This week my doctor, trying to find out why I wasn't feeling quite the thing, discovered that my previously normal blood pressure had suddenly gone through the roof. The only other time this had happened wasn't when I was pregnant - four times, you may recall - but when, at the behest of my publisher of the time, I was attempting to write an erotic romance. I told her I couldn't do it, I didn't do romance at all, let alone the erotic stuff, but she was sure I could to enhance her successful erotic imprint. I started getting migraines. Bad ones. And guess what? High blood pressure. I didn't write the book.
This time, doctor and I concluded that the mix of medication I'm on didn't help and I was particularly stressed. More medication promised. Well, I'm not trying to write an erotic romance this time, but I am trying to write Libby Sarjeant Mystery number 26, to which I have previously referred in this blog. So far it has had two completely different incarnations and a third combining the two, and is proving the most difficult I've ever done. So - a lot of stress, especially as the damn thing's due to be delivered in December.
And then, this morning I read a post on the BBC Culture website talking about - and to - Richard Osman and Cosy crime. I refuse to put the link here, as I am incensed. According to this journalist, Osman has "revived" the genre, which, according to him, had been virtually moribund since Agatha Christie. This shows an appalling lack of research, and I cannot do better then to quote two opinions from readers, one of whom is a journalist himself.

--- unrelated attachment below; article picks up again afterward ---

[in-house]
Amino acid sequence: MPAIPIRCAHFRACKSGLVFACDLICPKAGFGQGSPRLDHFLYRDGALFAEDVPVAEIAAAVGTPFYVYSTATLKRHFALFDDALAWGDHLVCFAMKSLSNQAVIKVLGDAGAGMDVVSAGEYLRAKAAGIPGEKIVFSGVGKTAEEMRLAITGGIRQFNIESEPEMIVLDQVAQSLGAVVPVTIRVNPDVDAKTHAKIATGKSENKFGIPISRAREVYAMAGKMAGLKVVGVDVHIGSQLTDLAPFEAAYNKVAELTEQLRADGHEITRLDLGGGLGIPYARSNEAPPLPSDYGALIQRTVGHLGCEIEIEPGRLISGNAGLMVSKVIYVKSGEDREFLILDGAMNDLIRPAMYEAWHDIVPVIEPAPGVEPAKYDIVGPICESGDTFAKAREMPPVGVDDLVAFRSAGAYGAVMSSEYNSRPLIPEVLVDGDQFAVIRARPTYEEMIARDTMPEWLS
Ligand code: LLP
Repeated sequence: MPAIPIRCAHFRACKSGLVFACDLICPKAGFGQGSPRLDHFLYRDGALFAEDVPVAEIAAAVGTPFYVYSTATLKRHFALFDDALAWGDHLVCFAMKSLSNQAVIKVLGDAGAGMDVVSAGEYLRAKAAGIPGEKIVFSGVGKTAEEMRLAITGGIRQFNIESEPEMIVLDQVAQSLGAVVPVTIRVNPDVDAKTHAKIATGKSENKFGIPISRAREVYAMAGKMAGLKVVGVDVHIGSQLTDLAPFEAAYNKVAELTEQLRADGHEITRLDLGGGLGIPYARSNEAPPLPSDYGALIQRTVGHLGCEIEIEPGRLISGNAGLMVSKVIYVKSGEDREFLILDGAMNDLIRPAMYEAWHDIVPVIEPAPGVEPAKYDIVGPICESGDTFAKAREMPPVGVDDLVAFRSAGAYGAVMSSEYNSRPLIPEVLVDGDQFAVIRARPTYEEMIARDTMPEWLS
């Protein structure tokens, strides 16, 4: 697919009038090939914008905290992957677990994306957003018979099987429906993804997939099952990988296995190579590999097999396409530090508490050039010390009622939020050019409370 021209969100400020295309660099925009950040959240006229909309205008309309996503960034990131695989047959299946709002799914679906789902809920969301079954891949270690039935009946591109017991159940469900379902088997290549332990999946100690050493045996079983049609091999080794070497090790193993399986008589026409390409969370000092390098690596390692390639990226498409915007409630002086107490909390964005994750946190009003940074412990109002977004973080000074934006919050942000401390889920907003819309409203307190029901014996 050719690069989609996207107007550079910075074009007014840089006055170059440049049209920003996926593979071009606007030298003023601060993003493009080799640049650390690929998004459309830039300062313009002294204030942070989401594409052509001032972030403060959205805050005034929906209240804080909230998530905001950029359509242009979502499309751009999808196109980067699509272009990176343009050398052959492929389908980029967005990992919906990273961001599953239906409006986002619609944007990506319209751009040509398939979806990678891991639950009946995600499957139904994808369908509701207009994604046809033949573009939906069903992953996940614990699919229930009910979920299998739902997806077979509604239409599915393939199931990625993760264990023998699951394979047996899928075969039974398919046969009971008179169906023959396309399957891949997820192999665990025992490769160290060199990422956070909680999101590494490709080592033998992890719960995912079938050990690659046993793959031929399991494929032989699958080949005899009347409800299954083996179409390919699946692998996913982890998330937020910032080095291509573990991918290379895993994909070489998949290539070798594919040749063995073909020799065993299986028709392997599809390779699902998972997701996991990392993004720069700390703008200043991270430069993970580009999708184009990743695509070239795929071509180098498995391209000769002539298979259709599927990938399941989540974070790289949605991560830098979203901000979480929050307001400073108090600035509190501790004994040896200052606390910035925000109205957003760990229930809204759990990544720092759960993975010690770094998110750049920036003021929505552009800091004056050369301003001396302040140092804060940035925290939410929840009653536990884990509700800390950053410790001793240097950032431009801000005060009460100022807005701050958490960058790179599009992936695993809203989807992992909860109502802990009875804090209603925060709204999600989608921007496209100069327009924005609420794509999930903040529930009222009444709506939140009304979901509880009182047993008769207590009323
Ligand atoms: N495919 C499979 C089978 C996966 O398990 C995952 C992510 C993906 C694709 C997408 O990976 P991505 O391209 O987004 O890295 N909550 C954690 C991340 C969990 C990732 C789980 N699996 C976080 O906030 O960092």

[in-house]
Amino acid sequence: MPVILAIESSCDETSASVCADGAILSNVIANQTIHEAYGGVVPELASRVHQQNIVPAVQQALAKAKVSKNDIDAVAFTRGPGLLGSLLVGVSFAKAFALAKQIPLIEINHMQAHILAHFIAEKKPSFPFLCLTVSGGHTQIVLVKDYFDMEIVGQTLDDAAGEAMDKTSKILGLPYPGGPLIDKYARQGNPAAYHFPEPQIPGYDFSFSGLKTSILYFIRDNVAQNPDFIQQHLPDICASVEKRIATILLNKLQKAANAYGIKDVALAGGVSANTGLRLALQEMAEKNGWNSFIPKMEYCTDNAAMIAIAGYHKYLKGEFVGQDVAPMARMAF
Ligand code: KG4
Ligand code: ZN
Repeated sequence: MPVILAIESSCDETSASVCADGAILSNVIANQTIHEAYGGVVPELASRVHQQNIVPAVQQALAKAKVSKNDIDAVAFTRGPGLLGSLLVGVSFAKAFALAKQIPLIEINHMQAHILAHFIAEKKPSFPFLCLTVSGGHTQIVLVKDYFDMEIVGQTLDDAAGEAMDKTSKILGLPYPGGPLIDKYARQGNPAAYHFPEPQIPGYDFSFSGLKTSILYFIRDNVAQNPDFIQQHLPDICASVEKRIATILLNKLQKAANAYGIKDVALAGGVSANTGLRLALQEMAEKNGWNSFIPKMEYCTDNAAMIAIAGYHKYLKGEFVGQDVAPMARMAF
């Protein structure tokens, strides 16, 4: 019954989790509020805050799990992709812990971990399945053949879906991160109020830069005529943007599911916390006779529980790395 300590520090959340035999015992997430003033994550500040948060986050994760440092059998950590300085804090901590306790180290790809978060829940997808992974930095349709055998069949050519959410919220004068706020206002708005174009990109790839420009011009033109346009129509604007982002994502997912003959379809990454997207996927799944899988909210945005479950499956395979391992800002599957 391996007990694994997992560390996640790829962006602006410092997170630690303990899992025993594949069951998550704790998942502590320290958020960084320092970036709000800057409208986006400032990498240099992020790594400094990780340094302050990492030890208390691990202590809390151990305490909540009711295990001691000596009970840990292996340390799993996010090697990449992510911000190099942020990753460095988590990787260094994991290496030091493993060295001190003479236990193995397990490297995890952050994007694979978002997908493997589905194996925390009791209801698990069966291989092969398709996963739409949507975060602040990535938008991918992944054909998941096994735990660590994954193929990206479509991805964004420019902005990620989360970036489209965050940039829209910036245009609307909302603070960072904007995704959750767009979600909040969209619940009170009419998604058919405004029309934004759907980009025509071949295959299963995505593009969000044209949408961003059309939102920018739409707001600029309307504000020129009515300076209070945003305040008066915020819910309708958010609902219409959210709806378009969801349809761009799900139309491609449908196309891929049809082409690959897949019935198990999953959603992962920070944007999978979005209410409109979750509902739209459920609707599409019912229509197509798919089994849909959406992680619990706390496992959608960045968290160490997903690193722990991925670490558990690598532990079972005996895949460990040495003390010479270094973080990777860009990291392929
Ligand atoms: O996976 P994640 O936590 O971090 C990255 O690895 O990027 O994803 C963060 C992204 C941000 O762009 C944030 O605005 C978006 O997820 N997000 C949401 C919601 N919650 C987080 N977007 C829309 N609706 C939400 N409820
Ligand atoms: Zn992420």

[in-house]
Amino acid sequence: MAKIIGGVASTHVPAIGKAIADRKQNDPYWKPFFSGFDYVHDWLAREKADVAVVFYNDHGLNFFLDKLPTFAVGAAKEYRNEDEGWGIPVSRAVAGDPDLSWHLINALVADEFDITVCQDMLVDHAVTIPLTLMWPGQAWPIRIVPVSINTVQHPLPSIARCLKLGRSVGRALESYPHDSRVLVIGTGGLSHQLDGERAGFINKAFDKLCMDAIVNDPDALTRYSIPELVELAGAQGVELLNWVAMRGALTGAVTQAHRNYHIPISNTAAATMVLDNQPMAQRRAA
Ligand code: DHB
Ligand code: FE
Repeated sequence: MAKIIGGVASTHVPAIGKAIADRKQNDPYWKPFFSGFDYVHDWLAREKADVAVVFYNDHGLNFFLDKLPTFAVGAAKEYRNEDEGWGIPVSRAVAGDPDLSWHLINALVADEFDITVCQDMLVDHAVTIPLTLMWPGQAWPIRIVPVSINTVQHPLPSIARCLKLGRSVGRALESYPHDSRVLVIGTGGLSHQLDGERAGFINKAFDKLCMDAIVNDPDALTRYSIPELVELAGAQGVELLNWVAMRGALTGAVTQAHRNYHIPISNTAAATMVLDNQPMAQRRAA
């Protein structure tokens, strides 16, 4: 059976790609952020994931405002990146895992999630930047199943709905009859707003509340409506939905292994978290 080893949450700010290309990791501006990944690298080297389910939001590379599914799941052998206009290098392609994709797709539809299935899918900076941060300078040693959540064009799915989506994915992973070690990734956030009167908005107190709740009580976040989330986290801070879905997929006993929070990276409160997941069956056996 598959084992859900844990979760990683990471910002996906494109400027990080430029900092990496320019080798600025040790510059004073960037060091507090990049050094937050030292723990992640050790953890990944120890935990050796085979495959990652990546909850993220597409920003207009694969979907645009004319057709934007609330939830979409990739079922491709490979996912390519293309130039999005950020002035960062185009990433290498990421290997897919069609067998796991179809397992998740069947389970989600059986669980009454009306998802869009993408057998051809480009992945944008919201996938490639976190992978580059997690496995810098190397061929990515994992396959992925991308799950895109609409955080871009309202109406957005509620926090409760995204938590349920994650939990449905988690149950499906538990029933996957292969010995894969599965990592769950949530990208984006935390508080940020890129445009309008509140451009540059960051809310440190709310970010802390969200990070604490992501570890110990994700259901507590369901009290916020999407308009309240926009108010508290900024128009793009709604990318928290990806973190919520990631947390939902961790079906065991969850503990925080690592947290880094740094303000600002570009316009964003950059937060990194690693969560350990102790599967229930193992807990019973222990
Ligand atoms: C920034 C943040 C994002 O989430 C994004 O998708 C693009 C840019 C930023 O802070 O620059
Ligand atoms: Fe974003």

Suzanne Barton said: I like what some of the people he talks about are saying about ‘cosy’ being a misnomer but he should definitely have spoken to some of the more experienced writers, rather than just the ‘celebrities’. The genre is not experiencing a ‘comeback’, it has always been there. There was a ‘golden age’ but Ngaio Marsh wrote up until the 70’s and was succeeded by the likes of Ruth Rendell, Colin Dexter, PD James and yourself so crime writing has been around constantly since the 1920’s and even before (Wilkie Collins, GK Chesterton)